BOMU encourages promoters to secure operating permits on time
The Botswana Musicians Union (BOMU) has called on promoters to try and secure operating permits in time to avoid having their shows flop.
BOMU Secretary General, Pagson Ntsie said this in view of a series of music shows expected to take place during the festive season, saying it was important for promoters to do everything in time to avoid disappointments which can have an adverse effect on the growth of the music industry in the country. “We want for our shows and musicians to be big enough to attract people from beyond the borders of Botswana just to see our artists play, and the only way that dream can ever be realized is when we learn to do things properly and abide by the rules,” he said.
He further encouraged promoters to secure working permits for the artists they will be bringing from outside the country, as well as the Noise And Nuisance Permit, “Before you begin to sell tickets and promote your show, be sure to have secured the Noise and Nuisance permit that is usually requested from the council, if you will be bringing in artists from neighboring countries, ensure that you have secured work permits for them from the Arts and Culture Department, and of course license for you to do a show from COSBOTS for them to collect royalties for the performing artists,” he advised.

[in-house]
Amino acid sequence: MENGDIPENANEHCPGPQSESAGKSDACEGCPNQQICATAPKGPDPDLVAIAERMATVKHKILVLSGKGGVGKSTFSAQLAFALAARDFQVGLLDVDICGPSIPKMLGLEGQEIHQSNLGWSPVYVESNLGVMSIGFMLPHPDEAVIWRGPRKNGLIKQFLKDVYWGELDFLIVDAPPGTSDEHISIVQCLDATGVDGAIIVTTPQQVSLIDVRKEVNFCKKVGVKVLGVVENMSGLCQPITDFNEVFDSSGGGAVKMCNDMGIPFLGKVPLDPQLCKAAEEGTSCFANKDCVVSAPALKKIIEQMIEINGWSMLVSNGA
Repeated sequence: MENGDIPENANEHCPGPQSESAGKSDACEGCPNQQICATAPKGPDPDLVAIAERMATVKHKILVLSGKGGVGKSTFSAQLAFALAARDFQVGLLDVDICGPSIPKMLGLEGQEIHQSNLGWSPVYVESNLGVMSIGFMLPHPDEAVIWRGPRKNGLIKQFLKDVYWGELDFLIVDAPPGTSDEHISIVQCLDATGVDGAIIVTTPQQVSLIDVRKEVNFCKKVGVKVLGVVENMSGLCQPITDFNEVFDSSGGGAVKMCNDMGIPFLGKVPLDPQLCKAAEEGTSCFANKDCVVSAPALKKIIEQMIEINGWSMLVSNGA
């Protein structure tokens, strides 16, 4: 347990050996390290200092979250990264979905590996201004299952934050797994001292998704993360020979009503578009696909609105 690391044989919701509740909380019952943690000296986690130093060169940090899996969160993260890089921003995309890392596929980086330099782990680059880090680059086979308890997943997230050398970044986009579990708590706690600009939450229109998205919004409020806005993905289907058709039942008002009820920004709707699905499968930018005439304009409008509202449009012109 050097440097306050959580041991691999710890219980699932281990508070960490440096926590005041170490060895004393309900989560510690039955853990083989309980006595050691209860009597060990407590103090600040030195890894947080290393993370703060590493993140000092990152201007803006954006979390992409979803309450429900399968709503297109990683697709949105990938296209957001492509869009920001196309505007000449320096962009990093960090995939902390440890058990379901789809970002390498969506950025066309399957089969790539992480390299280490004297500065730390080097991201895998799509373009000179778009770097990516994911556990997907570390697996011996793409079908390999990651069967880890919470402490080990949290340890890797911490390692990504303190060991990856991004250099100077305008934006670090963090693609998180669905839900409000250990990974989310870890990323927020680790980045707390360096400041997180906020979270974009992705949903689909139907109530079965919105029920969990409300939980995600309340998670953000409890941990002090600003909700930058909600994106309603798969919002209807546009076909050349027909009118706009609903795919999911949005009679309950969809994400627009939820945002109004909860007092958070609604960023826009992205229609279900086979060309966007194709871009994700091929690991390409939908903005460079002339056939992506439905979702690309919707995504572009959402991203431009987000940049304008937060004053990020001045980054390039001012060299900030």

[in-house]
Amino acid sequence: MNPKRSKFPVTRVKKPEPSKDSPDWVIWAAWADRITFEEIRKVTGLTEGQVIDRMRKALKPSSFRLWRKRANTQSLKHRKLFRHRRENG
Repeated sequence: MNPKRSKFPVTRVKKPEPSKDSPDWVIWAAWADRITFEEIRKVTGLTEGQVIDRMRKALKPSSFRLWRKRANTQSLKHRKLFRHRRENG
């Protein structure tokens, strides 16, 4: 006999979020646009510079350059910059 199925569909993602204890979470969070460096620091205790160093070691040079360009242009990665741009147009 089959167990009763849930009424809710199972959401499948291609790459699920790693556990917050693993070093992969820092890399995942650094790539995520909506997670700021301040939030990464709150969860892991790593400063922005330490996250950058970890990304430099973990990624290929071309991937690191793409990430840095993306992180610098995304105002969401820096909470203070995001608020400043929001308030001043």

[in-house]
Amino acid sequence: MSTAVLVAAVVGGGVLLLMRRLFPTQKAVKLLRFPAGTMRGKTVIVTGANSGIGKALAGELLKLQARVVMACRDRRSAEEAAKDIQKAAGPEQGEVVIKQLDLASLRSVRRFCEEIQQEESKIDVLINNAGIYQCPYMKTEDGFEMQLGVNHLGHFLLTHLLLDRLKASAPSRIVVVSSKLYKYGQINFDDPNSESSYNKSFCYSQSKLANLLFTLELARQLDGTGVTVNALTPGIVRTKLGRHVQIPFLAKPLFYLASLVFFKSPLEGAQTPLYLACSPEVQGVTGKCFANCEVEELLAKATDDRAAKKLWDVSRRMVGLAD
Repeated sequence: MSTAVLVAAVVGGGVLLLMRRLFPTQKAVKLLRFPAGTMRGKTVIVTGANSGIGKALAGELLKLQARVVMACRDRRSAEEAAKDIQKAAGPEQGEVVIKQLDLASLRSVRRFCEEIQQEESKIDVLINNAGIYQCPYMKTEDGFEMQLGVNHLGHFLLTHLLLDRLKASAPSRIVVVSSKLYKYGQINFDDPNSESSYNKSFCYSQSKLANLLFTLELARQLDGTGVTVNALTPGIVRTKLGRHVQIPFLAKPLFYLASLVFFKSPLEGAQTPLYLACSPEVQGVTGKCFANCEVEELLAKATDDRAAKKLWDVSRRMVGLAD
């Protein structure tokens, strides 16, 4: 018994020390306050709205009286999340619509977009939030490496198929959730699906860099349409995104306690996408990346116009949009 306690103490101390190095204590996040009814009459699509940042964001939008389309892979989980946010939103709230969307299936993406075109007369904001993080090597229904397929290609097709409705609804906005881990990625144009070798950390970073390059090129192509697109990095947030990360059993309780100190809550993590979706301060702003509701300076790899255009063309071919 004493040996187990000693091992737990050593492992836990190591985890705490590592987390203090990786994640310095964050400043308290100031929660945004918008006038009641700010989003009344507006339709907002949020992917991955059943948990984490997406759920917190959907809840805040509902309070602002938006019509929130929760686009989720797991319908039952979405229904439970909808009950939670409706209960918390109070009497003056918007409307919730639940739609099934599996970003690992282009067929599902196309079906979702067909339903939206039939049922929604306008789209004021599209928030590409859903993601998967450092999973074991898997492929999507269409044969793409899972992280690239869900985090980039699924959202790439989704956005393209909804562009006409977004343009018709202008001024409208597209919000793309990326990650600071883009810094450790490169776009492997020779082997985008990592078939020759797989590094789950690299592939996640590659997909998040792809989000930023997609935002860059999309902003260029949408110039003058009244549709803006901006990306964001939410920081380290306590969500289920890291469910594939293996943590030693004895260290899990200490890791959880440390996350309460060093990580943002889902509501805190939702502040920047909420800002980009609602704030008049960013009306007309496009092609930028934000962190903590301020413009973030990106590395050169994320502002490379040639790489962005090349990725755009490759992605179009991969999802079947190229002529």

In the past, promoters have complained that COSBOTS permit rules seem to apply only to shows in Gaborone and not the rest of the country, an issue which BOMU says it is aware of; “We have been led to believe that the reason for that is that COSBOTS does not have capacity in other parts of Botswana. However, we really can’t speak for COSBOTS, but all we can say is that these are some of the issues that we as a union are still fighting; this act should apply everywhere and not only in certain areas of the country. That said, it is important for promoters to follow the law rather than risk a show being shut down,” said Ntsie who also encouraged promoters to balance the number of local and foreign artists, instead of bringing more foreign acts, side lining local artists.